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The Ethics of Knowledge Creation
Transactions, Relations, and Persons
Edited by Lisette Josephides and Anne Sigfrid Grønseth
272 pages, 2 figures, 1 table, bibliog., index
ISBN 978-1-78533-404-7 $135.00/£99.00 Hb Published (June 2017)
eISBN 978-1-78533-405-4 eBook
“Anthropology has long been keenly aware of the complicated ethical terrain of fieldwork, knowledge-acquisition and -creation, and the representation, dissemination, and use(s) of that knowledge. The chapters here though are a worthy contribution to that disciplinary self-reflection, which—as a form of knowledge itself—can never be completed or exhausted.” · Anthropology Review Database
“Drawing from contexts of migration and biomedicine, this compelling collection offers timely contributions to current debates on the anthropology of knowledge, and tackles the challenging question of knowledge production during fieldwork, primarily in contexts of cultural difference and diversity.” · Astrid Bochow, University of Göttingen
Anthropology lies at the heart of the human sciences, tackling questions having to do with the foundations, ethics, and deployment of the knowledge crucial to human lives. The Ethics of Knowledge Creation focuses on how knowledge is relationally created, how local knowledge can be transmuted into ‘universal knowledge’, and how the transaction and consumption of knowledge also monitors its subsequent production. This volume examines the ethical implications of various kinds of relations that are created in the process of ‘transacting knowledge’ and investigates how these transactions are also situated according to broader contradictions or synergies between ethical, epistemological, and political concerns.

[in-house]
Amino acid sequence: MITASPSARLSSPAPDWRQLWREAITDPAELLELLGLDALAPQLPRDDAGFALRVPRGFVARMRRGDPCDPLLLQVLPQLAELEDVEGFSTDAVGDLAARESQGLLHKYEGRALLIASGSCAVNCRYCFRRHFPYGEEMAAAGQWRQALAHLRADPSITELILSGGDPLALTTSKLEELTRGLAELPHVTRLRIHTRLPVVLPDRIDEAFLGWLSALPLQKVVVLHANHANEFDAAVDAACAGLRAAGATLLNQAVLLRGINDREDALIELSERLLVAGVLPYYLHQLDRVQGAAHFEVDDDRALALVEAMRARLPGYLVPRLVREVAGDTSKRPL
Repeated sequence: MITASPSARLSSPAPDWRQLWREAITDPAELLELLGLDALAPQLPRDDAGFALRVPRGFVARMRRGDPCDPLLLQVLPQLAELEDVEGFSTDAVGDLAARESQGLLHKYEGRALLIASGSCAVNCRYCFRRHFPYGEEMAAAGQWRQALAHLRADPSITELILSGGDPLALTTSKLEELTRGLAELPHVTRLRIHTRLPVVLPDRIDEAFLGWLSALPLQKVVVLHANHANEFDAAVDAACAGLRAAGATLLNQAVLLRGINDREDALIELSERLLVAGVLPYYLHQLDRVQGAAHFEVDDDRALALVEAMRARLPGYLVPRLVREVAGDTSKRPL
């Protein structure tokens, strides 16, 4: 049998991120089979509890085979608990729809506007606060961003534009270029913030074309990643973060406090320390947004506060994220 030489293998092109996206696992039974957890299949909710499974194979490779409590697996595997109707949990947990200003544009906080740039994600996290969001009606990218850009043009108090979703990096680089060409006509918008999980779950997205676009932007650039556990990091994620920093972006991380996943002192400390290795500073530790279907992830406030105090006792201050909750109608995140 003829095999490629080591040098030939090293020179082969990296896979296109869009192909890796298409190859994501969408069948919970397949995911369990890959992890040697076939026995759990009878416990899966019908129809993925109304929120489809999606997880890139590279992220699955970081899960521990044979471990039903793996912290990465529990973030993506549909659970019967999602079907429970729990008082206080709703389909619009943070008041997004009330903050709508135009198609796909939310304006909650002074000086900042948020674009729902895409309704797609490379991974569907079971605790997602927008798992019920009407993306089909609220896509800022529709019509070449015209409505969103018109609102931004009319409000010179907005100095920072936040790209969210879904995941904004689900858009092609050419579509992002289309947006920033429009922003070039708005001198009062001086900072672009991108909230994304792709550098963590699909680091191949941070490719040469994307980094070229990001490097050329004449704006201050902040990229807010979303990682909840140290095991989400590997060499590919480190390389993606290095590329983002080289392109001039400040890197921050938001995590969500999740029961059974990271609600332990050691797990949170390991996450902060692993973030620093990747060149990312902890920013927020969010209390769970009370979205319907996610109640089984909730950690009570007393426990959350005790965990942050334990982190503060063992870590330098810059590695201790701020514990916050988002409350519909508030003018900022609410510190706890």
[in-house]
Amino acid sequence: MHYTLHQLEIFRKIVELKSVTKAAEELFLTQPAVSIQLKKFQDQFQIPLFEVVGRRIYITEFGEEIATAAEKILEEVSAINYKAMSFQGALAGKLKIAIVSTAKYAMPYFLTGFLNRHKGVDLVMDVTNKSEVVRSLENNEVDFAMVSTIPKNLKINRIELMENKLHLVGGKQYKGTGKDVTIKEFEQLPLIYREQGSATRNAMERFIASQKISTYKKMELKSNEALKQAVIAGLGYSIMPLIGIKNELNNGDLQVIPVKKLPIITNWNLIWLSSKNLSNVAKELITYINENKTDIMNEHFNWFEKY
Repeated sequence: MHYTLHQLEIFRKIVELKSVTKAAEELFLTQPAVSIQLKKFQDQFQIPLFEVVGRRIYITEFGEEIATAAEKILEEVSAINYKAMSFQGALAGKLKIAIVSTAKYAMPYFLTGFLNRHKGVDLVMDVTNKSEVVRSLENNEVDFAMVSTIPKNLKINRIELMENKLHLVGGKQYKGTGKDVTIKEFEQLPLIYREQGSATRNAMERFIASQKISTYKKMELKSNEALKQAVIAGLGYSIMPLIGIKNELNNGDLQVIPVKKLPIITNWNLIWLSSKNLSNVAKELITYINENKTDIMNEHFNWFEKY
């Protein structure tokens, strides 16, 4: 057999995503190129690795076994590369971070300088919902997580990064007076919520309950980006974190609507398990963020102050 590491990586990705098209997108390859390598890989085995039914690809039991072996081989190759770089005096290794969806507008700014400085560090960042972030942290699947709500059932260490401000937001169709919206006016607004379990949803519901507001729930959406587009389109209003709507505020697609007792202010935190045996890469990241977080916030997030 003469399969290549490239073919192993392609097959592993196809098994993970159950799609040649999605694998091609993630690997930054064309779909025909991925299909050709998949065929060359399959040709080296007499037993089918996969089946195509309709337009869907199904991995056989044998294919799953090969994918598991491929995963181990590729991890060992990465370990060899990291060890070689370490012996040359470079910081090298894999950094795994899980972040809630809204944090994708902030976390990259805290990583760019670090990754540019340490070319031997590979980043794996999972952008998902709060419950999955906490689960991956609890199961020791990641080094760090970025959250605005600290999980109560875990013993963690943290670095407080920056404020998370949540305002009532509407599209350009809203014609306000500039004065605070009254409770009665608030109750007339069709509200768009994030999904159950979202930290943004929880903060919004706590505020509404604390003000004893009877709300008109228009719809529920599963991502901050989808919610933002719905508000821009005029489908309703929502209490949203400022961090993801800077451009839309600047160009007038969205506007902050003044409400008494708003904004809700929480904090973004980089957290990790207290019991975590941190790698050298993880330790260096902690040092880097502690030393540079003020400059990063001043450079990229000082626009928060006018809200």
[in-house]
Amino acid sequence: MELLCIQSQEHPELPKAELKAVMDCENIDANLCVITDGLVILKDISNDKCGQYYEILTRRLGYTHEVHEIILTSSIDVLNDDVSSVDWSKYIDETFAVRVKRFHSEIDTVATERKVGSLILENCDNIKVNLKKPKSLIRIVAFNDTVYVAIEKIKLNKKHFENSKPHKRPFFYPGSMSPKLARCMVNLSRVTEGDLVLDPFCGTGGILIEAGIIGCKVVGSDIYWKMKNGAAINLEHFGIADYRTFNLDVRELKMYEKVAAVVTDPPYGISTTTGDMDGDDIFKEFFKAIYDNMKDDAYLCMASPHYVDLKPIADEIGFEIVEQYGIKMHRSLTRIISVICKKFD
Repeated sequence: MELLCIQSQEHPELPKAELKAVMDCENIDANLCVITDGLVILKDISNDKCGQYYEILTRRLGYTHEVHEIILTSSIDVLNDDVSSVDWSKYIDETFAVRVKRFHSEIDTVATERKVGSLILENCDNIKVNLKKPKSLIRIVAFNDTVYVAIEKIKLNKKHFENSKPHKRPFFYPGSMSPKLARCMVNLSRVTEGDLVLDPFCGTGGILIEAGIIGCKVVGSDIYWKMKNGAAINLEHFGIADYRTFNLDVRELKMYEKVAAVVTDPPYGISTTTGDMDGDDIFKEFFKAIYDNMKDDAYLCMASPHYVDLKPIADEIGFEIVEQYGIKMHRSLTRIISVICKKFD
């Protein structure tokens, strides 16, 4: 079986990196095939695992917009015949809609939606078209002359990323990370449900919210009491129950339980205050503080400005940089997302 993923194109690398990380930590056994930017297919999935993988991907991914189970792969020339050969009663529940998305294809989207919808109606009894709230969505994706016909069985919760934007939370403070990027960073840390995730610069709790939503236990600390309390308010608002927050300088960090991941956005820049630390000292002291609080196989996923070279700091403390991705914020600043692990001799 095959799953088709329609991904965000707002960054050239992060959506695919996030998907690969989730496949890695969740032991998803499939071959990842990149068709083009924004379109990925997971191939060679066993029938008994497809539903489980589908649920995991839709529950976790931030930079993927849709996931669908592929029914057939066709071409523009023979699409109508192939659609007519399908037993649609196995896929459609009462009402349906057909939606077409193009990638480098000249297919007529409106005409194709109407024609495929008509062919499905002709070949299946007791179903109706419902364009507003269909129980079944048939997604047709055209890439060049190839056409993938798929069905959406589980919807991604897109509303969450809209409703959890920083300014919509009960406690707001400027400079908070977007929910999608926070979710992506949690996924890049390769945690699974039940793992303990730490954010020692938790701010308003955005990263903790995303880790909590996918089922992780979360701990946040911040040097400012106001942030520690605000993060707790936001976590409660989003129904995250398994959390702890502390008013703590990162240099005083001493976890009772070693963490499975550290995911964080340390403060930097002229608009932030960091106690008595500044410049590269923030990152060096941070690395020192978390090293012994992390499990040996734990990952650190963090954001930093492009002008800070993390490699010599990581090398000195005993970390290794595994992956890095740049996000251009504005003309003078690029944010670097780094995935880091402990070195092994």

Lisette Josephides is Professor of Anthropology at Queen’s University Belfast. She previously taught at the Universities of PNG (1984-6), Minnesota (1989-2007), and the London School of Economics (1986-8). The Production of Inequality (1985) and Melanesian Odysseys (2008) are her most important publications on her PNG fieldwork. Her current interests focus on cosmopolitanism, philosophical anthropology and issues of knowledge and the person. These interests are represented in her two recent edited volumes, We the Cosmopolitans (2014, co-edited with Alexandra Hall) and Knowledge and Ethics in Anthropology (2015).
Anne Sigfrid Grønseth is Professor in Social Anthropology at University College of Lillehammer, Norway, where she directs the Research Unit of Health, Culture and Identity, and Migration and Diversity Studies. Her research on Tamil refugees and more widely on asylum-seekers with concern for belonging, health and wellbeing engages issues of methodology, modes of knowledge, self and personhood, dwelling and humanism.
Subject: Applied Anthropology Theory and Methodology
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